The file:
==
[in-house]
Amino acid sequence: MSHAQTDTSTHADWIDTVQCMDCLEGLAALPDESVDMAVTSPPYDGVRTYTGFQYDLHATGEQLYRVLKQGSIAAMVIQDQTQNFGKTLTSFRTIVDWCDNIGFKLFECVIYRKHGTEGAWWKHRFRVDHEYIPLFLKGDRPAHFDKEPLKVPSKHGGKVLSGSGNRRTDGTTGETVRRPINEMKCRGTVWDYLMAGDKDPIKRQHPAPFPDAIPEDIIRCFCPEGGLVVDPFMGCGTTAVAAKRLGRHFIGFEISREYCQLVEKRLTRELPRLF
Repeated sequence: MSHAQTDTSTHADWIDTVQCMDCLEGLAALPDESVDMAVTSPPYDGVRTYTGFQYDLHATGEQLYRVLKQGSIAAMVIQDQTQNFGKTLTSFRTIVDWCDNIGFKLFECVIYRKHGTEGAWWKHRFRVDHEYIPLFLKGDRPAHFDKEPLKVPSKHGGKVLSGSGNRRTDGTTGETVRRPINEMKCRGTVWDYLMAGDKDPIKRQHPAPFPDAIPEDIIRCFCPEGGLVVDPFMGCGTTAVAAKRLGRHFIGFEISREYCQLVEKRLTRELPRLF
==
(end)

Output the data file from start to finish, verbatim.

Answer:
[in-house]
Amino acid sequence: MSHAQTDTSTHADWIDTVQCMDCLEGLAALPDESVDMAVTSPPYDGVRTYTGFQYDLHATGEQLYRVLKQGSIAAMVIQDQTQNFGKTLTSFRTIVDWCDNIGFKLFECVIYRKHGTEGAWWKHRFRVDHEYIPLFLKGDRPAHFDKEPLKVPSKHGGKVLSGSGNRRTDGTTGETVRRPINEMKCRGTVWDYLMAGDKDPIKRQHPAPFPDAIPEDIIRCFCPEGGLVVDPFMGCGTTAVAAKRLGRHFIGFEISREYCQLVEKRLTRELPRLF
Repeated sequence: MSHAQTDTSTHADWIDTVQCMDCLEGLAALPDESVDMAVTSPPYDGVRTYTGFQYDLHATGEQLYRVLKQGSIAAMVIQDQTQNFGKTLTSFRTIVDWCDNIGFKLFECVIYRKHGTEGAWWKHRFRVDHEYIPLFLKGDRPAHFDKEPLKVPSKHGGKVLSGSGNRRTDGTTGETVRRPINEMKCRGTVWDYLMAGDKDPIKRQHPAPFPDAIPEDIIRCFCPEGGLVVDPFMGCGTTAVAAKRLGRHFIGFEISREYCQLVEKRLTRELPRLF